The greatest miracle
January 25, 2024 - Anna Katherine Green
The following is a transcript of a message shared by Anna Katherine Green during Chapel on Nov. 28, 2023. Anna Katherine is a senior elementary education major from Little Rock, Ark.
I believe a testimony is a lot more than just when you came to know Jesus as your personal savior – it’s about everything the Lord has done in your life. So, I’m going to start at the very beginning of my life, when God miraculously saved my physical life before I was saved spiritually.
There are a lot of things you can probably tell about me from the outside and even just by my walking around on campus. I’m a senior, I’m an elementary education major, I love to go on walks, and I am a part of the Women of EEE. But there’s something that’s not as noticeable, and people are shocked when I tell them. It’s that I have half a heart!
I was born with what’s known as “half a heart with discontinuous pulmonary arteries and supracardiac total veins.” My aorta is on the wrong side of my heart, I have two heart chambers instead of four and I had no pulmonary artery. Based on ultrasound readings, my parents were told that my heart and lungs would not be connected to each other when I was born. I also have a condition called heterotaxy, which means my organs on the right side of my body duplicated themselves and caused me to have no spleen, my appendix to be up by my heart and my intestines to be “kinked.”
Basically, I did not have much chance of living.
My parents were told to prepare for the worst, and my mom was asked at the time if she didn’t want to just have an abortion in order to not have to endure the trauma of losing a child. However, as you can tell, none of the worst things happened.
When I was born, I had these little, tiny extra veins that ran from my heart to my lungs, which allowed me to breathe and sustain life for the short amount of time that I needed. One of the nurses at Arkansas Children’s Hospital, where I would later end up having surgery, called these my “Jesus veins.” I've never heard a more fitting name than that.
After I was born, I underwent three open heart surgeries – my first when I was 36 hours old, my second when I was eight months old and my third just before kindergarten. I also had a stomach surgery at two weeks old. After these surgeries, I performed like any other kid my age. The only differences were the scars on my chest and my inability to run a lot, which is still the same today.
I can’t mention this part of my life without acknowledging the miracle it is that I’m here. Job 5:9 says, “He performs wonders that cannot be fathomed, miracles that cannot be counted.” This verse is talking about God, who has worked so many miracles in this earth’s timeline. We can read and know about miracles in the Bible, but it is important that we do not become blind to the miracles he continues to work even today.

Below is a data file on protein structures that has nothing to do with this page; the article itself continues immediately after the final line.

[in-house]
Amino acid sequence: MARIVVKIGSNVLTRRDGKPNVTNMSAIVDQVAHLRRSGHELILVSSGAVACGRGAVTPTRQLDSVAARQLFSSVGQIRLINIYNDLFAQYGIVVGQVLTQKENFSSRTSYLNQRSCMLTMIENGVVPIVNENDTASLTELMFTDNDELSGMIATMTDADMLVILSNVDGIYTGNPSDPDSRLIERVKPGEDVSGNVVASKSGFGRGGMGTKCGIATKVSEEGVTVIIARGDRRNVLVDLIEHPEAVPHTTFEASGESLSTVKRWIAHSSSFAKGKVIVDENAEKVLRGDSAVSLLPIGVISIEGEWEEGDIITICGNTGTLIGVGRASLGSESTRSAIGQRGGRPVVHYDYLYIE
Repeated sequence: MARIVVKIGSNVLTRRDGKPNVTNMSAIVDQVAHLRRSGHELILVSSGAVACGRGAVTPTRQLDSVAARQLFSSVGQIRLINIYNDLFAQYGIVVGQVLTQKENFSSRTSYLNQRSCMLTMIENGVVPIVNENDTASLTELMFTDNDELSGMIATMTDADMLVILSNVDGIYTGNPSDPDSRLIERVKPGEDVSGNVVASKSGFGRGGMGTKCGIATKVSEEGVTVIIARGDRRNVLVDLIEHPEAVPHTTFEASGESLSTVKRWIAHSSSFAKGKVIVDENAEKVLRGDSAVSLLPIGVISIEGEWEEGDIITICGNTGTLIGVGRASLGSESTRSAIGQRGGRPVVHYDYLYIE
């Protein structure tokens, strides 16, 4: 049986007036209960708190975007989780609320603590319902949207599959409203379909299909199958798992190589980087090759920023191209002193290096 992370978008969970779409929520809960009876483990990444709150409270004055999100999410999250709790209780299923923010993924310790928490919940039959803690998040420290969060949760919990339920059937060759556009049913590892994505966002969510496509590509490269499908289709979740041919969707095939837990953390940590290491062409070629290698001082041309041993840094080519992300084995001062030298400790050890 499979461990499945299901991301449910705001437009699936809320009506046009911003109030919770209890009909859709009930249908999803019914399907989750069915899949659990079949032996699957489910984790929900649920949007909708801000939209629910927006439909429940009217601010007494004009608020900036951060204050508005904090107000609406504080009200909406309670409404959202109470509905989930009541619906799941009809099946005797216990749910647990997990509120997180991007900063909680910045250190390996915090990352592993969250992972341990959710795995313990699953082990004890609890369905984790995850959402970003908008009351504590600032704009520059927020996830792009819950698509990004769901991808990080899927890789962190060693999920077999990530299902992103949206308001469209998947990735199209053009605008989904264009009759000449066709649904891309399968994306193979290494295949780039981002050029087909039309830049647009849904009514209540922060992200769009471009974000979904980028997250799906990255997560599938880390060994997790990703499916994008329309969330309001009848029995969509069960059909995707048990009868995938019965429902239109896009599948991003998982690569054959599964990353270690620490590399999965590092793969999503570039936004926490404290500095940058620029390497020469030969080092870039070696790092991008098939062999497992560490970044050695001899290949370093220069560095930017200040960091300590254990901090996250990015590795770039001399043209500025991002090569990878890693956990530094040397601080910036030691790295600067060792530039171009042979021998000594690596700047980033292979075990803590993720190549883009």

I believe it’s popular to say that God worked a lot of miracles “back then” or “in Bible times” and only talk about the few miracles that happen today that make headlines. However, miracles happen every day, all around us. It’s a miracle that we all woke up with breath in our lungs this morning. It’s a miracle that it’s finally getting colder outside and changing into winter. It’s a miracle that you are here, right now, at Ouachita, in this room, because God is a miracle-working God.
Maybe God has done “big miracles” in your life, just like mine. Or maybe you feel like God is nowhere and he isn’t working how you want him to. But I want to encourage you to have an open heart, an open mind, and open eyes to see what God is doing around you, because a lot of it is miracles.
The greatest miracle we could ever know of, however, is the miracle of Jesus. No, we didn't see it happen with our own eyes, but it is a miracle that a loving God would send his one and only Son to live a perfect life, die a painful death and rise from the dead to defeat our sin just so we could know him, believe in him and have eternal life.
I pray that we are never blind to this greatest miracle of all and that we are always aware of God’s miracle-working power all around – because it is truly wondrous, unfathomable and cannot be counted.
Lead photo: Seniors Anna Katherine Green (left), an elementary education major from Little Rock, Ark.; Anna Hudson, an elementary education major from Charleston, Ark.; and Avery Womack, an art and education double major from St. Charles, Ark.; were among the students who attended Ouachita's 2023 Called To Teach conference. Photo by Anna Roussel
You Also Might Like